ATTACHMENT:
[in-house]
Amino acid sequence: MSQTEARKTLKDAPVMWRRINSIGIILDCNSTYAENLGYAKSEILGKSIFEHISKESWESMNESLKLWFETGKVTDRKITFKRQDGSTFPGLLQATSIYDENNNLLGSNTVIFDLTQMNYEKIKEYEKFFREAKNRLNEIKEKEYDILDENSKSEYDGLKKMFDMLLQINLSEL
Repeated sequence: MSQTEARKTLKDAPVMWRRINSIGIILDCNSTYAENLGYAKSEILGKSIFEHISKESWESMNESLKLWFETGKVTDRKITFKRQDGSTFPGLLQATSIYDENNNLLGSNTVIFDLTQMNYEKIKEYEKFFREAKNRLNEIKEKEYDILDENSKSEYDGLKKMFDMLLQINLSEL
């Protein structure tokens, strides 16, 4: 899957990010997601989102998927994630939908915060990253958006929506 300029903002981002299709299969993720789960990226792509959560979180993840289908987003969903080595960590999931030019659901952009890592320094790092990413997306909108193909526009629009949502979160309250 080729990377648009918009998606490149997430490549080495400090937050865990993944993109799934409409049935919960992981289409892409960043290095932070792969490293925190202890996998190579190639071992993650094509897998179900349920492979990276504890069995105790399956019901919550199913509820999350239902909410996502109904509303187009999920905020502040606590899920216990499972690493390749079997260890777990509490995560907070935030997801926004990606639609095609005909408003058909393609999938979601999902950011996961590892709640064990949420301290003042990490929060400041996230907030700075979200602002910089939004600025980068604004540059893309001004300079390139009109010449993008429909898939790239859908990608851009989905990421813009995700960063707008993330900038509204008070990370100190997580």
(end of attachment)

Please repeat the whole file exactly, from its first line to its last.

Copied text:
[in-house]
Amino acid sequence: MSQTEARKTLKDAPVMWRRINSIGIILDCNSTYAENLGYAKSEILGKSIFEHISKESWESMNESLKLWFETGKVTDRKITFKRQDGSTFPGLLQATSIYDENNNLLGSNTVIFDLTQMNYEKIKEYEKFFREAKNRLNEIKEKEYDILDENSKSEYDGLKKMFDMLLQINLSEL
Repeated sequence: MSQTEARKTLKDAPVMWRRINSIGIILDCNSTYAENLGYAKSEILGKSIFEHISKESWESMNESLKLWFETGKVTDRKITFKRQDGSTFPGLLQATSIYDENNNLLGSNTVIFDLTQMNYEKIKEYEKFFREAKNRLNEIKEKEYDILDENSKSEYDGLKKMFDMLLQINLSEL
């Protein structure tokens, strides 16, 4: 899957990010997601989102998927994630939908915060990253958006929506 300029903002981002299709299969993720789960990226792509959560979180993840289908987003969903080595960590999931030019659901952009890592320094790092990413997306909108193909526009629009949502979160309250 080729990377648009918009998606490149997430490549080495400090937050865990993944993109799934409409049935919960992981289409892409960043290095932070792969490293925190202890996998190579190639071992993650094509897998179900349920492979990276504890069995105790399956019901919550199913509820999350239902909410996502109904509303187009999920905020502040606590899920216990499972690493390749079997260890777990509490995560907070935030997801926004990606639609095609005909408003058909393609999938979601999902950011996961590892709640064990949420301290003042990490929060400041996230907030700075979200602002910089939004600025980068604004540059893309001004300079390139009109010449993008429909898939790239859908990608851009989905990421813009995700960063707008993330900038509204008070990370100190997580």